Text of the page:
Three weeks with No Food, Solidarity Strengthens

Yesterday, 200 family members, community members and lawyers across CA mobilized outside the headquarters of California Department of Corrections & Rehabilitation (CDCR) in Sacramento to demonstrate their support of the people on hunger strike at Pelican Bay, Corcoran and other prisons, and to call on the CDCR and Governor Brown to intervene in this urgent, life-death matter.

Marching and chanting strong, a small delegation entered the CDCR lobby to deliver the over 7500 petitions and allow family members to ask questions about their striking loved ones. Oscar Hidalgo, CDCR Communications Director, came out after over 40 minutes of waiting and police threatening to arrest supporters for “trespassing” if they didn’t leave the lobby. No arrests were made.

After a useless conversation with Mr. Hidalgo, the crowd decided to march to the state capitol building to confront Governor Brown’s office, continuing to chant and play drums. A smaller delegation of family members, someone who had been in the SHU, and another former prisoner, went into the Governor’s office and met with his corrections staff person Aaron Macguire and Director of External Affairs, Nick Velasquez. The delegation demanded more answers.

Family members shared their intimate, painful stories of how their loved ones are being tortured, including a mother who had two sons in the Pelican Bay Security Housing Unit (SHU).  The person who had served in the SHU 13 years ago vividly described how toilet paper and mail were used to terrorize him.

According to Manuel La Fontaine, a former prisoner and organizer with All of Us or None and Prisoner Hunger Strike Solidarity, “The multi-racial, multi-generational, and multi-geographical representation of people power shown outside prison in solidarity with the hunger strikers reflects the solidarity happening inside the Security Housing Unit amongst prisoners across racial, generational, and geographic lines.”  Members from the Yurok Nation closed the action in front of the capitol with a warrior song to honor the courageous hunger strikers in their 18 days without food.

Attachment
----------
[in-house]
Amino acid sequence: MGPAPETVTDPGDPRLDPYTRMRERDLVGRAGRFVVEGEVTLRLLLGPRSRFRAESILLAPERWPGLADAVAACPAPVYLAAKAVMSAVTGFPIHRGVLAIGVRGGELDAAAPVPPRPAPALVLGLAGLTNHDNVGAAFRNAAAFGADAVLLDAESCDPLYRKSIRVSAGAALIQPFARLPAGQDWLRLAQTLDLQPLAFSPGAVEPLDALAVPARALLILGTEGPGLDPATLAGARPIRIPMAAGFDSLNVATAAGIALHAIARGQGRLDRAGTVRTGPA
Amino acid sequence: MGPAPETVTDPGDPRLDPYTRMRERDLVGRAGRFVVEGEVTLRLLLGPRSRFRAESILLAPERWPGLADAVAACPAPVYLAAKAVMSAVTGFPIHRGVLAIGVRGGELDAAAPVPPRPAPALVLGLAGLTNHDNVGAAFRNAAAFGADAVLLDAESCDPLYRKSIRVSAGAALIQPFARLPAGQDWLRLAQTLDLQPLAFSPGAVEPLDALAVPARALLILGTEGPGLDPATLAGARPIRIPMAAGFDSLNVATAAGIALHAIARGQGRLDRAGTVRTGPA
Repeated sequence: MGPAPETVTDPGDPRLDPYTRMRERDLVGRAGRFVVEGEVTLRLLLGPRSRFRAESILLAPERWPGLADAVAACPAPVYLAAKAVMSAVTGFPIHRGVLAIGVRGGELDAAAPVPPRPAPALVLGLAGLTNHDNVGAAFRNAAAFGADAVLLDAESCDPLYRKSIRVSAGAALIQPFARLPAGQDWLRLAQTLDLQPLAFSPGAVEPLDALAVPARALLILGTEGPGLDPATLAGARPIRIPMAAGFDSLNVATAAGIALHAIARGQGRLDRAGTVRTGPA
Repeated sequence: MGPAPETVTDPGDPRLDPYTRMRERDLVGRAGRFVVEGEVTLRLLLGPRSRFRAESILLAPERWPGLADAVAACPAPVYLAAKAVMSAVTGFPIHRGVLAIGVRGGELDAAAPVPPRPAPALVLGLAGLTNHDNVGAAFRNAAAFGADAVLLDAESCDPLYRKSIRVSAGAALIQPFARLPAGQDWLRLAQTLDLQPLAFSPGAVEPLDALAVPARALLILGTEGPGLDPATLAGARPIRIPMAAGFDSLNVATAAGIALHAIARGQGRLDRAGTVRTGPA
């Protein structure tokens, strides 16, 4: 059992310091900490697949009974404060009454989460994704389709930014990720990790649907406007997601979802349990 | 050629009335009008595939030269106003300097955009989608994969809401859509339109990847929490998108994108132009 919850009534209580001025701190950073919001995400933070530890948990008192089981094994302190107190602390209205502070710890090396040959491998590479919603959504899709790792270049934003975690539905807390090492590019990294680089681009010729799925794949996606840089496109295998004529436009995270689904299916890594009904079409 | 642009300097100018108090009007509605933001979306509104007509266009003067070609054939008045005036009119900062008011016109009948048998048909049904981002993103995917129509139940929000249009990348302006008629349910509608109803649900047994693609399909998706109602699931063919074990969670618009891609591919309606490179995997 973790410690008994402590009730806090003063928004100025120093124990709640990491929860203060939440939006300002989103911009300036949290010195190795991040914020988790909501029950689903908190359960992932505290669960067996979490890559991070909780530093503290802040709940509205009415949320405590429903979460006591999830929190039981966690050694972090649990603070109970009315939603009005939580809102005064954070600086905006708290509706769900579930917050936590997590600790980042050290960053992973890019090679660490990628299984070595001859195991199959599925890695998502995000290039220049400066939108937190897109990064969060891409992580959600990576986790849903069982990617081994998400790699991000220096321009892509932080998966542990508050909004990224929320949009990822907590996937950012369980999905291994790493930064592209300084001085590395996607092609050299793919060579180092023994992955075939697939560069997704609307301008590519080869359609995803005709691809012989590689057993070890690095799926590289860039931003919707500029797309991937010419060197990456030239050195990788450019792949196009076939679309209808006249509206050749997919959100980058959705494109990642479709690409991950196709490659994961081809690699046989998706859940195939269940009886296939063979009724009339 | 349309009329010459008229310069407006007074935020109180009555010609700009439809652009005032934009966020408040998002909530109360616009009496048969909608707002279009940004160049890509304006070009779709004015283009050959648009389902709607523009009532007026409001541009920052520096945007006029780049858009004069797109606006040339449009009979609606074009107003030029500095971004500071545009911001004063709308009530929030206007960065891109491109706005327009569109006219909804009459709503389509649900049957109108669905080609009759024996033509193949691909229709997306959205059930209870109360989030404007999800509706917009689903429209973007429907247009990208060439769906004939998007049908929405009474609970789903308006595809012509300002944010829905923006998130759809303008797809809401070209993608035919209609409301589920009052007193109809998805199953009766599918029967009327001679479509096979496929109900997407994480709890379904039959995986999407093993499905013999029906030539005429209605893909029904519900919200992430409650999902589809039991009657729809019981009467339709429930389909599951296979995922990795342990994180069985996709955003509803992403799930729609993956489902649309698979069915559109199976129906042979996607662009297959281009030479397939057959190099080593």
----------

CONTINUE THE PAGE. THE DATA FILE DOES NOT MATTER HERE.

For news coverage of this action, click here (TV) and here (print) or visit our “Press” page.

Yesterday there were also demonstrations in Los Angeles, Las Vegas, New  York and Philadelphia.

In the morning of July 18, 2011, two banners were dropped in Philadelphia in solidarity with the courageous actions of the Pelican Bay hunger strikers and the 6600-plus prisoners throughout the state of California who have joined the strike. Connecting California and Pennsylvania’s prison systems, the banner-droppers explained:

“We hope this action will join the large and growing voice calling on CA Governor Jerry Brown and the CDCR to meet ALL the demands of the hunger strikers.  We also hope that the inspiring actions of the hunger strikers in California will generate increased resistance to solitary confinement and torture in Pennsylvania’s prisons both inside and outside of prison walls.”

While the mobilization in Sacramento was happening, more than 140 people across the continent joined a conference call for a direct update on the hunger strike, an overview of the demands, some info on the structure and purpose of Prisoner Hunger Strike Solidarity, and ways people can support the prisoners in winning their demands. Notes from the meeting will be posted tomorrow (Wed July 20th).